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The p53 tumor antigen [1,2,3,4,5] is a protein found in increased amounts in a
wide variety of transformed cells. It is also detectable in many proliferating
nontransformed cells, but it is undetectable or present at low levels in
resting cells. It is frequently mutated or inactivated in many types of
cancer. p53 seems to act as a tumor suppressor in some, but probably not all,
tumor types. p53 is probably involved in cell cycle regulation, and may be a
trans-activator that acts to negatively regulate cellular division by
controlling a set of genes required for this process.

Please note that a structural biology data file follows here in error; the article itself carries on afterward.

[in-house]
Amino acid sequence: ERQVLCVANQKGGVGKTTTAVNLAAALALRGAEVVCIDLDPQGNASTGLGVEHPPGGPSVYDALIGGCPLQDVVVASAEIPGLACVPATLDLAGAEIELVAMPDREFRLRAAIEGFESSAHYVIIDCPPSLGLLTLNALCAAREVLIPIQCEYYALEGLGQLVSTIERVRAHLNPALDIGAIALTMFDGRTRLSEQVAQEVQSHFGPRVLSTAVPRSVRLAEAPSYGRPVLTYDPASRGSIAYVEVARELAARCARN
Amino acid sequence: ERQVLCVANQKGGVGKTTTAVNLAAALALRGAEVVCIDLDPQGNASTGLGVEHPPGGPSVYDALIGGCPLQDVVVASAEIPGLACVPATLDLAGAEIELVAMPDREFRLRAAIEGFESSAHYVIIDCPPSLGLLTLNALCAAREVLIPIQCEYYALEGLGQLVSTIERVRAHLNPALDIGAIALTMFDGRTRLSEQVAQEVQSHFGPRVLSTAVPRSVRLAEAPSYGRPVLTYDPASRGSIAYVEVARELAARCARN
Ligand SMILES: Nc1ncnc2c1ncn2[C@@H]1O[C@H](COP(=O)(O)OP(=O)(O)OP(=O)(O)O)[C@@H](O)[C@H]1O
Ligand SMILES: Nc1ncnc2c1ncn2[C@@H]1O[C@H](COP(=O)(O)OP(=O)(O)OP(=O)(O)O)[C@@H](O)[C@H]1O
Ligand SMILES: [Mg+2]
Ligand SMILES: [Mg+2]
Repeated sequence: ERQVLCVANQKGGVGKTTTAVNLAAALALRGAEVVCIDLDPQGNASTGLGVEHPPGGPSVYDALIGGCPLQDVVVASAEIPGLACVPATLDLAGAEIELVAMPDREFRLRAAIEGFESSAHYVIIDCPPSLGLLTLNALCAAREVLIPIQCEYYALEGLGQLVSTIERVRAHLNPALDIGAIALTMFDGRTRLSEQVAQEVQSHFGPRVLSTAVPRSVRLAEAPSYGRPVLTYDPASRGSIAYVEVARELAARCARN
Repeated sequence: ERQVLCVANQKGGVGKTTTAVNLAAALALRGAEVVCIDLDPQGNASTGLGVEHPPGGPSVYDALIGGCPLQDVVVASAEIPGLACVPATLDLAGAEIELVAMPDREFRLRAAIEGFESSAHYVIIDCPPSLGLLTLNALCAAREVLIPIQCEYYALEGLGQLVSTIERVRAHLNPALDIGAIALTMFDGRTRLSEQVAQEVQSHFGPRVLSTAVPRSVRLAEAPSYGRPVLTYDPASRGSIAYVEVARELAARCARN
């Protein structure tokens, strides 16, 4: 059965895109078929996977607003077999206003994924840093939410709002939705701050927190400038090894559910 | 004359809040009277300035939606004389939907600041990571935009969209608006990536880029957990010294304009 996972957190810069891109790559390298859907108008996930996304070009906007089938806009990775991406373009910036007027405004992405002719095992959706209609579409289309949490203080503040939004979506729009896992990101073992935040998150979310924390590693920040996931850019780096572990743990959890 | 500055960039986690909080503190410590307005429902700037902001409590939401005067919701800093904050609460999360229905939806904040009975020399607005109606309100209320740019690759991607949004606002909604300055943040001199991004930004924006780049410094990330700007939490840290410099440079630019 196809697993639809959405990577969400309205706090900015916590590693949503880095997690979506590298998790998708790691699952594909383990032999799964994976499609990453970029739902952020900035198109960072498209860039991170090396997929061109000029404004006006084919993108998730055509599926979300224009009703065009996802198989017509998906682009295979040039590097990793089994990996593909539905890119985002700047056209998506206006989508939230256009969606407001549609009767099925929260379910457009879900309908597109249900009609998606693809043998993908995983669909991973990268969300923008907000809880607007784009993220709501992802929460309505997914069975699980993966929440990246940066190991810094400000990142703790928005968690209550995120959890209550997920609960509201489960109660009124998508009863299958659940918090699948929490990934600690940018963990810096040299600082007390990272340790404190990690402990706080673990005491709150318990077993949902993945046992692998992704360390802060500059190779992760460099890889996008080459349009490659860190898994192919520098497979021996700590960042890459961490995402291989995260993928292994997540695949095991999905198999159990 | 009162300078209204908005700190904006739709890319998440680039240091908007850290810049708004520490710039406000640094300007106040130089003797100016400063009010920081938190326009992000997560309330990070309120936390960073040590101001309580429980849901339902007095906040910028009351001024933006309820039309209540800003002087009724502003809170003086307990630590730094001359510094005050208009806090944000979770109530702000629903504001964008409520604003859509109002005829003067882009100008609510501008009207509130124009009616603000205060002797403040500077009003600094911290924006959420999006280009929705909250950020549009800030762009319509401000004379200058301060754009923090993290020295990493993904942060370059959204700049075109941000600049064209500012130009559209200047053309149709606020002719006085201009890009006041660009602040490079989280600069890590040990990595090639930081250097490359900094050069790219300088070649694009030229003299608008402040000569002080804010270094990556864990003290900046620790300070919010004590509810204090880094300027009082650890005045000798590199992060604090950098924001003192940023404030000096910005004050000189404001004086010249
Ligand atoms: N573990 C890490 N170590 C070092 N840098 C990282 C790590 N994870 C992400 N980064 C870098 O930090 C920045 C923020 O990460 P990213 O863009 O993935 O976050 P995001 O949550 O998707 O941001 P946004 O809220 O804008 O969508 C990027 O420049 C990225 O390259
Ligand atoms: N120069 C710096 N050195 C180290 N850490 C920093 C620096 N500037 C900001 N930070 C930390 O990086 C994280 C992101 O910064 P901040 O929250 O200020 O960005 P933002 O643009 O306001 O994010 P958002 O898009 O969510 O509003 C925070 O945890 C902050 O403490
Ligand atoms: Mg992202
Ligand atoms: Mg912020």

p53 is a phosphoprotein of about 390 amino acids which can be subdivided into
four domains: a highly charged acidic region of about 75 to 80 residues, a
hydrophobic proline-rich domain (position 80 to 150), a central region (from
150 to about 300), and a highly basic C-terminal region. The sequence of p53
is well conserved in vertebrate species; attempts to identify p53 in other
eukaryotic philum has so far been unsuccessful.
The p53 protein belongs to a family  that also includes:
p51 (p63 or Ket), a transcriptional activator.
p73, a transcriptional activator that participates in the apoptotic
response to DNA damage.
As a signature pattern for this family we selected a conserved stretch of 13
residues located in the central region of the protein. This region, known as
domain IV in , is involved (along with an adjacent region) in the binding
of the large T antigen of SV40. In man this region is the focus of a variety
of point mutations in cancerous tumors.
December 2001 / Pattern and text revised.
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